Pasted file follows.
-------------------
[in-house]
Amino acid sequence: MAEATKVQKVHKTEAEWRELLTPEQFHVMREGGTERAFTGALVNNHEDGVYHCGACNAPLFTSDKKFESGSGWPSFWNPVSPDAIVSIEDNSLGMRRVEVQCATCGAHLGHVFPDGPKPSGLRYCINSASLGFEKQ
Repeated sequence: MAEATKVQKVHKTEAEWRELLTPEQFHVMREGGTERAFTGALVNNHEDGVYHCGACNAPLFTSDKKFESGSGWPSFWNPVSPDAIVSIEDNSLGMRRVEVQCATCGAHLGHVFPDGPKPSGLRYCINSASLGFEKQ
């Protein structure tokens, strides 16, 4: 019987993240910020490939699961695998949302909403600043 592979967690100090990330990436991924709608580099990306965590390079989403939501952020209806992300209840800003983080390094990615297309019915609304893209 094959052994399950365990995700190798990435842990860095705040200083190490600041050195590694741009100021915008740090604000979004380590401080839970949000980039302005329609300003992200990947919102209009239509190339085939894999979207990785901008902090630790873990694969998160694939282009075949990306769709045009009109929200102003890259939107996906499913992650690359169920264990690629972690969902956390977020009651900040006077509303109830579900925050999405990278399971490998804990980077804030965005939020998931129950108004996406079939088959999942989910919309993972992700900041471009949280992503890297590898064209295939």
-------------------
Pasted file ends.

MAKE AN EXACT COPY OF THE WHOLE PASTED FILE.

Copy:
[in-house]
Amino acid sequence: MAEATKVQKVHKTEAEWRELLTPEQFHVMREGGTERAFTGALVNNHEDGVYHCGACNAPLFTSDKKFESGSGWPSFWNPVSPDAIVSIEDNSLGMRRVEVQCATCGAHLGHVFPDGPKPSGLRYCINSASLGFEKQ
Repeated sequence: MAEATKVQKVHKTEAEWRELLTPEQFHVMREGGTERAFTGALVNNHEDGVYHCGACNAPLFTSDKKFESGSGWPSFWNPVSPDAIVSIEDNSLGMRRVEVQCATCGAHLGHVFPDGPKPSGLRYCINSASLGFEKQ
């Protein structure tokens, strides 16, 4: 019987993240910020490939699961695998949302909403600043 592979967690100090990330990436991924709608580099990306965590390079989403939501952020209806992300209840800003983080390094990615297309019915609304893209 094959052994399950365990995700190798990435842990860095705040200083190490600041050195590694741009100021915008740090604000979004380590401080839970949000980039302005329609300003992200990947919102209009239509190339085939894999979207990785901008902090630790873990694969998160694939282009075949990306769709045009009109929200102003890259939107996906499913992650690359169920264990690629972690969902956390977020009651900040006077509303109830579900925050999405990278399971490998804990980077804030965005939020998931129950108004996406079939088959999942989910919309993972992700900041471009949280992503890297590898064209295939």